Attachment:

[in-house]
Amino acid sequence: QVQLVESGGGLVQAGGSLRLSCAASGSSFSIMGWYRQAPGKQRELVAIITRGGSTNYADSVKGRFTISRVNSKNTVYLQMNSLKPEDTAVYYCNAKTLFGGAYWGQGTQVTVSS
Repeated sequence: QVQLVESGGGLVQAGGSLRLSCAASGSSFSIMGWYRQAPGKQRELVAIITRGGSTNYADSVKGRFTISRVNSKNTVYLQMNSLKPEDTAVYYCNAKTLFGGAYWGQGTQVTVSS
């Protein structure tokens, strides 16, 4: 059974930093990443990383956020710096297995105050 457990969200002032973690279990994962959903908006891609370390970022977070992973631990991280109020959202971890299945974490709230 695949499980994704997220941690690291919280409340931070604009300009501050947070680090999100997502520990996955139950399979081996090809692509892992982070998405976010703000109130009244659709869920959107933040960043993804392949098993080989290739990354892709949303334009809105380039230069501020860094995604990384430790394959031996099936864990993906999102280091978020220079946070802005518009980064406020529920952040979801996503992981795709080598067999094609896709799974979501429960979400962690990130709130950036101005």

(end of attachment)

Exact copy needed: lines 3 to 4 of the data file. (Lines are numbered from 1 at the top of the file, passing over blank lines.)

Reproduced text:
Repeated sequence: QVQLVESGGGLVQAGGSLRLSCAASGSSFSIMGWYRQAPGKQRELVAIITRGGSTNYADSVKGRFTISRVNSKNTVYLQMNSLKPEDTAVYYCNAKTLFGGAYWGQGTQVTVSS
């Protein structure tokens, strides 16, 4: 059974930093990443990383956020710096297995105050 457990969200002032973690279990994962959903908006891609370390970022977070992973631990991280109020959202971890299945974490709230 695949499980994704997220941690690291919280409340931070604009300009501050947070680090999100997502520990996955139950399979081996090809692509892992982070998405976010703000109130009244659709869920959107933040960043993804392949098993080989290739990354892709949303334009809105380039230069501020860094995604990384430790394959031996099936864990993906999102280091978020220079946070802005518009980064406020529920952040979801996503992981795709080598067999094609896709799974979501429960979400962690990130709130950036101005």